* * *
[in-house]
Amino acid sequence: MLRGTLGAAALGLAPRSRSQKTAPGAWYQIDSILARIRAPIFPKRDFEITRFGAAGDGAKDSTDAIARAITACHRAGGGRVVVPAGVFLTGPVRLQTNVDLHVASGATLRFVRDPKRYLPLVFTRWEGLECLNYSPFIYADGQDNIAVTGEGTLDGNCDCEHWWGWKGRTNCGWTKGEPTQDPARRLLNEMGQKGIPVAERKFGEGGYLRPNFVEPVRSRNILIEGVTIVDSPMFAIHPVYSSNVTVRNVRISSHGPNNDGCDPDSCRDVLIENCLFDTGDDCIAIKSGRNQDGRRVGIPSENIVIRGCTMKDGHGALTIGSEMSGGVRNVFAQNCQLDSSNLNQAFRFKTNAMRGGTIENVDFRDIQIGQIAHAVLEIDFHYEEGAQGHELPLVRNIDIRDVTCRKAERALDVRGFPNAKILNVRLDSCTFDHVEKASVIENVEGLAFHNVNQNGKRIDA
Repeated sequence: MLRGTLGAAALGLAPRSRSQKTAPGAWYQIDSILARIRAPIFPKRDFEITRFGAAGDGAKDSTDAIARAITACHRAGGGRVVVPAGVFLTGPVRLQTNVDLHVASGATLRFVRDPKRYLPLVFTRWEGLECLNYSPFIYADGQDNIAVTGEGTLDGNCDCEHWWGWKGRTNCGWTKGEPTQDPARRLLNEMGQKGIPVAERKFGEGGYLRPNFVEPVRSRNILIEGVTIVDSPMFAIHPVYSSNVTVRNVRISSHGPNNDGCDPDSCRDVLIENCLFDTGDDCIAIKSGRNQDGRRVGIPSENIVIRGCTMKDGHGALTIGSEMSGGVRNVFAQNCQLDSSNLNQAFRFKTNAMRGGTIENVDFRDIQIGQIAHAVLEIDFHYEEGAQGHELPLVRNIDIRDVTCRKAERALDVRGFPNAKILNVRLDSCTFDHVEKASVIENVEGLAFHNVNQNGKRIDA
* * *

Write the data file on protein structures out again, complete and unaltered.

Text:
[in-house]
Amino acid sequence: MLRGTLGAAALGLAPRSRSQKTAPGAWYQIDSILARIRAPIFPKRDFEITRFGAAGDGAKDSTDAIARAITACHRAGGGRVVVPAGVFLTGPVRLQTNVDLHVASGATLRFVRDPKRYLPLVFTRWEGLECLNYSPFIYADGQDNIAVTGEGTLDGNCDCEHWWGWKGRTNCGWTKGEPTQDPARRLLNEMGQKGIPVAERKFGEGGYLRPNFVEPVRSRNILIEGVTIVDSPMFAIHPVYSSNVTVRNVRISSHGPNNDGCDPDSCRDVLIENCLFDTGDDCIAIKSGRNQDGRRVGIPSENIVIRGCTMKDGHGALTIGSEMSGGVRNVFAQNCQLDSSNLNQAFRFKTNAMRGGTIENVDFRDIQIGQIAHAVLEIDFHYEEGAQGHELPLVRNIDIRDVTCRKAERALDVRGFPNAKILNVRLDSCTFDHVEKASVIENVEGLAFHNVNQNGKRIDA
Repeated sequence: MLRGTLGAAALGLAPRSRSQKTAPGAWYQIDSILARIRAPIFPKRDFEITRFGAAGDGAKDSTDAIARAITACHRAGGGRVVVPAGVFLTGPVRLQTNVDLHVASGATLRFVRDPKRYLPLVFTRWEGLECLNYSPFIYADGQDNIAVTGEGTLDGNCDCEHWWGWKGRTNCGWTKGEPTQDPARRLLNEMGQKGIPVAERKFGEGGYLRPNFVEPVRSRNILIEGVTIVDSPMFAIHPVYSSNVTVRNVRISSHGPNNDGCDPDSCRDVLIENCLFDTGDDCIAIKSGRNQDGRRVGIPSENIVIRGCTMKDGHGALTIGSEMSGGVRNVFAQNCQLDSSNLNQAFRFKTNAMRGGTIENVDFRDIQIGQIAHAVLEIDFHYEEGAQGHELPLVRNIDIRDVTCRKAERALDVRGFPNAKILNVRLDSCTFDHVEKASVIENVEGLAFHNVNQNGKRIDA